Once the problem is identified and solved your rabbit should begin to eat on her own again.
Rabbit's have very sensitive teeth and if your rabbits teeth are bad enough to have a loose molar it may be necessary to extract that molar and perform a necessary dental prophylaxis.
The gas anesthetics, Isoflurane or Sevoflurane, are very safe and short acting. Your vet should be able to maintain anesthesia on your rabbit long enough to perform a complete oral exam, extract the loose molar, and perform necessary maintenance on the teeth safely. If there is any question of safety due to electrolyte imbalances, other blood abnormalities, or dehydration, than your vet can perform pre-anesthetic blood work and place a catheter to supple fluids prior to anesthesia, during, and after anesthesia if necessary. If your vet doesn't routinely perform these procedures on rabbits perhaps he/she can refer you and your rabbit to a veterinarian who specializes in exotic species.
Another cause of the behavior you describe is a trichobezoar (hairball) causing a stomach impaction. Hairballs are very difficult to see on X-Ray because they resemble food on an X-Ray.
Additionally most veterinary schools have an exotic specialist on staff and it would be worth your while to make inquiries at a veterinary school near you.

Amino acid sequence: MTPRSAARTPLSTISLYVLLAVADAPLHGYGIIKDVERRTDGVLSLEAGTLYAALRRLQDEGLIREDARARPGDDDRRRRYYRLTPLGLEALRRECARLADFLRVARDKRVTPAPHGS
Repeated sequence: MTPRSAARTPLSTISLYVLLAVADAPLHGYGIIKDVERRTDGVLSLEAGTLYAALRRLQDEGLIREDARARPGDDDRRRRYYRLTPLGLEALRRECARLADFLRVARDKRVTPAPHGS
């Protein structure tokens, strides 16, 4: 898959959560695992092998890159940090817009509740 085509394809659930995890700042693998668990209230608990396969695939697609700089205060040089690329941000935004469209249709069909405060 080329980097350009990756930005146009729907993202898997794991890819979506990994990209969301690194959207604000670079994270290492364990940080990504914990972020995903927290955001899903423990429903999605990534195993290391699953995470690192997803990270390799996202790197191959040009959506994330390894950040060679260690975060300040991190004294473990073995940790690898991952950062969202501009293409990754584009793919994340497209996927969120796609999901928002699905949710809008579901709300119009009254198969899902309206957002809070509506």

Thank you for your advice. This is precisely what I am doing right now. She will be at the vet's this afternoon who is not herself a specialist in tooth extraction, but she will examine her and file her teeth if there are any hooks and she will check the molar to see if it is indeed loose. If so, then I have already secured a slot with a specialist early next week who can extract it.
Is it your experience that after three weeks of forcefeeding, rabbits do quickly settle back to eating by themselves??
Thanks again - really great to hear I am doing the right things and that I can hopefully help her through this...
You might try feeding her something that contains wetness, like fruits and veggies that taste good and are not harmful to the rabbit. The rabbit may be craving a different diet or just be tired of her food. This could be something wrong with the stomach, or just personality. I wouls still get a doctors oppinion just to be safe.